Piotr Karpenko

At night while packing your baggage, you take out your warm clothes and other things for protection against the cold and put them aside. Tying up all the remaining things into packs and loading them on your animals—horses, yaks or whatever they are—you put the warm things on top of the packs in order to have them ready as soon as they should be needed.

Well then, it almost always turns out that the next day, in spite of the indications of the map, you have to go down through valleys and lowlands, and that instead of the cold you expected, there is such a heat that you want to take off literally all your clothes. And as the warm things are neither packed up nor fastened tightly on the backs of the animals, they slip and shift at every step, disturbing the balance and bothering not only the animals but also the travellers themselves. And what it means to have to repack on the way, he alone can understand who has had to do it, even if only once, on a long day’s journey over the mountains.

Of course, for journeys undertaken on behalf of some government or other for a certain political aim and for which large sums are allocated, or on a journey for which the funds are disbursed by a banker’s widow, an ardent Theosophist, one might hire as many porters as one wishes to pack and unpack everything. But a genuine traveller has to do all this himself, and even if he should have servants he would be bound to help them, as in the midst of the hardships of travel it is difficult for a normal man to look on idly at the exertions of others.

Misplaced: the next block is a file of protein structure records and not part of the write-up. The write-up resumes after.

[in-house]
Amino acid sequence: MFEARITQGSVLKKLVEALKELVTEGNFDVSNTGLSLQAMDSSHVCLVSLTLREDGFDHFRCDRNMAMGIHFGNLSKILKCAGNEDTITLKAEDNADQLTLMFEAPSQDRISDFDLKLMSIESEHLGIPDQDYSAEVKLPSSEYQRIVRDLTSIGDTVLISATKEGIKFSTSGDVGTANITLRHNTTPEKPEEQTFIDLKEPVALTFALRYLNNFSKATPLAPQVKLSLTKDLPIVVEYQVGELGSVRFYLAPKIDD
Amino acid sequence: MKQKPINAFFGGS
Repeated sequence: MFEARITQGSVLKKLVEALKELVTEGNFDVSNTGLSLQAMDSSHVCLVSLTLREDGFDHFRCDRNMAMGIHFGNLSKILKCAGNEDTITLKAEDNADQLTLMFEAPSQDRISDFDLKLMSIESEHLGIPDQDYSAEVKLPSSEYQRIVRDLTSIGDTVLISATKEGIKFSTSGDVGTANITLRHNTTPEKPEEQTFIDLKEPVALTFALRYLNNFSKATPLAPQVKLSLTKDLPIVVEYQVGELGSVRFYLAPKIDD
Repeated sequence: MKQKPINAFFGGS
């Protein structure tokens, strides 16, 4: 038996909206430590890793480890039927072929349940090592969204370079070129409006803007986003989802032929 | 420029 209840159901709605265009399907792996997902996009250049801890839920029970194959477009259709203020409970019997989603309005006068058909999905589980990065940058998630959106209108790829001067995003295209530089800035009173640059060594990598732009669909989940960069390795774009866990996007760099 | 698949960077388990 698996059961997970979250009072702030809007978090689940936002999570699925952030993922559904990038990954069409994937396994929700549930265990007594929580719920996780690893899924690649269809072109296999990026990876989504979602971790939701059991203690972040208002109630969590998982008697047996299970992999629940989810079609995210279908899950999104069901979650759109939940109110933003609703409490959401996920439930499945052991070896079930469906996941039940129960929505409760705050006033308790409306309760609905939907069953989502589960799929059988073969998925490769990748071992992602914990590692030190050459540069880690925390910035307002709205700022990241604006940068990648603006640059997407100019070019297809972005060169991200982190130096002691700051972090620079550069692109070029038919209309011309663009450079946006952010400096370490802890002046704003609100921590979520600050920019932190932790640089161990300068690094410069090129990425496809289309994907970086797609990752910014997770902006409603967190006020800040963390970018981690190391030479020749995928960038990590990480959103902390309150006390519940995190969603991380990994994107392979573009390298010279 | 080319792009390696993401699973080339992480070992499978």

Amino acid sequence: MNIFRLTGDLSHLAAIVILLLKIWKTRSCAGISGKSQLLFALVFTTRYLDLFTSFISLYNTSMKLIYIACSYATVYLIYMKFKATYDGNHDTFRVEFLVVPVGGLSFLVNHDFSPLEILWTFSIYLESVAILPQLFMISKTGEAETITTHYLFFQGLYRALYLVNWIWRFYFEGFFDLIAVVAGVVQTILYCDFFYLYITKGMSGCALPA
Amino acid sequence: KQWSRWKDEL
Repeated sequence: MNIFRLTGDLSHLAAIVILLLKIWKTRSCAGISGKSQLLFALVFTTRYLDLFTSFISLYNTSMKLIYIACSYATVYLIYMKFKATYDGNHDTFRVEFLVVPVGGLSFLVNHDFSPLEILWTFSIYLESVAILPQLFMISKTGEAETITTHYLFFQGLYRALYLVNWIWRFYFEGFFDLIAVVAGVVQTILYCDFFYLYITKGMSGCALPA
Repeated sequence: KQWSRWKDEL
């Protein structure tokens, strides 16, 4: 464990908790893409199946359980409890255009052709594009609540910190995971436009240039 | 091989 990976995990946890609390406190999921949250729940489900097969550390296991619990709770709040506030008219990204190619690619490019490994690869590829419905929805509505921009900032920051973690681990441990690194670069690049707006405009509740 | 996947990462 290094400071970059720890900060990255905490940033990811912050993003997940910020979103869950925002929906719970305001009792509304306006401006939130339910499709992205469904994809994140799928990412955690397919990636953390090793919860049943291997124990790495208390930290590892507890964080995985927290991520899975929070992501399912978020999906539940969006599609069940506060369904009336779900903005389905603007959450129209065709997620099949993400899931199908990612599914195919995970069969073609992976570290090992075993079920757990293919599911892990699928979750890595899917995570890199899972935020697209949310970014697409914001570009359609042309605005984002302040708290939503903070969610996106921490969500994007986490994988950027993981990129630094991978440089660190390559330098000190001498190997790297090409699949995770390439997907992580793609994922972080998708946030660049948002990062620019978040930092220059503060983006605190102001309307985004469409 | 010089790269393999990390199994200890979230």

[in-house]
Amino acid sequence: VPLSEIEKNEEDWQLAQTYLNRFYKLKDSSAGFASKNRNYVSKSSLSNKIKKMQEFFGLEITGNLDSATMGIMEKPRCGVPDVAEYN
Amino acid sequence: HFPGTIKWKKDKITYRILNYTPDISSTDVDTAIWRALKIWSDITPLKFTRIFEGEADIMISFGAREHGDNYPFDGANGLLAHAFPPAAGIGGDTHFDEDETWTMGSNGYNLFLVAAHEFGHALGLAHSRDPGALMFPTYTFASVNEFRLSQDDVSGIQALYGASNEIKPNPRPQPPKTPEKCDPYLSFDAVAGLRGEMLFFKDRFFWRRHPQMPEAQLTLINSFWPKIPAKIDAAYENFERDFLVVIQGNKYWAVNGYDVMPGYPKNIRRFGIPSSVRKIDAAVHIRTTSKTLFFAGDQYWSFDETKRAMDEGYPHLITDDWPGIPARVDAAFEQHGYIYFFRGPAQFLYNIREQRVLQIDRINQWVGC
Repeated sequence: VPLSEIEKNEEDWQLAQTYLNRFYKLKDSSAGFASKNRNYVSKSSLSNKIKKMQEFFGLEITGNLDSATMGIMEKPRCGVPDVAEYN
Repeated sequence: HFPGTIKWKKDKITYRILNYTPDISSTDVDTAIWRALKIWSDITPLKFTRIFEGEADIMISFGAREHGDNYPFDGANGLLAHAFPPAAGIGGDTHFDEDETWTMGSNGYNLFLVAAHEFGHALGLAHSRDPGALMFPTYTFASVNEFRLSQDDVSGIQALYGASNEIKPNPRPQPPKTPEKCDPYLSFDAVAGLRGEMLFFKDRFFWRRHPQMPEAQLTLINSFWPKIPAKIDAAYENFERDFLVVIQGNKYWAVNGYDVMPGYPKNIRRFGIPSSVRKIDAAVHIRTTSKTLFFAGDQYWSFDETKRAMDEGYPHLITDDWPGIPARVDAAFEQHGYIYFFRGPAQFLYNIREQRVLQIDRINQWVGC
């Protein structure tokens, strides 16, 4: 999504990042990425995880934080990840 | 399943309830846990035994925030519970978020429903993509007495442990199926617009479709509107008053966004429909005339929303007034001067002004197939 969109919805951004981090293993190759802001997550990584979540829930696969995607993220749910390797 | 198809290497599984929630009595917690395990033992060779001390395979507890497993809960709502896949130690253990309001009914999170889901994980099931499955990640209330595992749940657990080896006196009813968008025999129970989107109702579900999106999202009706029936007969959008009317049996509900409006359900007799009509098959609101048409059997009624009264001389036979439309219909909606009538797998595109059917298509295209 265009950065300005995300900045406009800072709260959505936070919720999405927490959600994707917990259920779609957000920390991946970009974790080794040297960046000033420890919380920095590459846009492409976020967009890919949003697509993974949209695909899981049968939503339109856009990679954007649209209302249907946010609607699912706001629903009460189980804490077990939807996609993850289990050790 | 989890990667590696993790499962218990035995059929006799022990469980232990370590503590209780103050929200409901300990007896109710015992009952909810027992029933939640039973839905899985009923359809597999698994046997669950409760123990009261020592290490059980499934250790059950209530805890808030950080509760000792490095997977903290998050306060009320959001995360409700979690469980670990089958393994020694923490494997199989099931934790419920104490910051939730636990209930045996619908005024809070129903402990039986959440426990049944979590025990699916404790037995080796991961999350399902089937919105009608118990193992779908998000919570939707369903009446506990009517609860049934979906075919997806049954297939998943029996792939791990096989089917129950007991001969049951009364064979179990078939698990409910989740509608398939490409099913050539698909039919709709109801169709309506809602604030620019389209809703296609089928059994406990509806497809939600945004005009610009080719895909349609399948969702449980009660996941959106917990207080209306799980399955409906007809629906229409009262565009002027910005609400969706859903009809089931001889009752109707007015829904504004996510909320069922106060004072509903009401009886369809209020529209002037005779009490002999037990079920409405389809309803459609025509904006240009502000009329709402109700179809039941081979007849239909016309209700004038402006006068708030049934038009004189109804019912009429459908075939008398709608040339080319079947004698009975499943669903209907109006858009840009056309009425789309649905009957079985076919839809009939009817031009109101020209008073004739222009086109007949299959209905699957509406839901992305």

These contemporary maps are what they are, evidently because they are prepared by methods such as I myself once witnessed. It was when I was travelling with several members of the group, Seekers of Truth, through the Pamirs, past the Alexander III Peak. At that time the headquarters of the surveyors from the Turkestan Military Topographic Department was located in one of the valleys near this peak. The chief surveyor was a certain colonel, a good friend of one of our travelling companions, and because of this we made a special visit to their camp.

The colonel had several young staff officers with him as assistants. They welcomed us with great joy as they had been living for several months in places where, for hundreds of miles, there was scarcely a single living soul. We stayed with them three days, intending to have a good rest in their tents.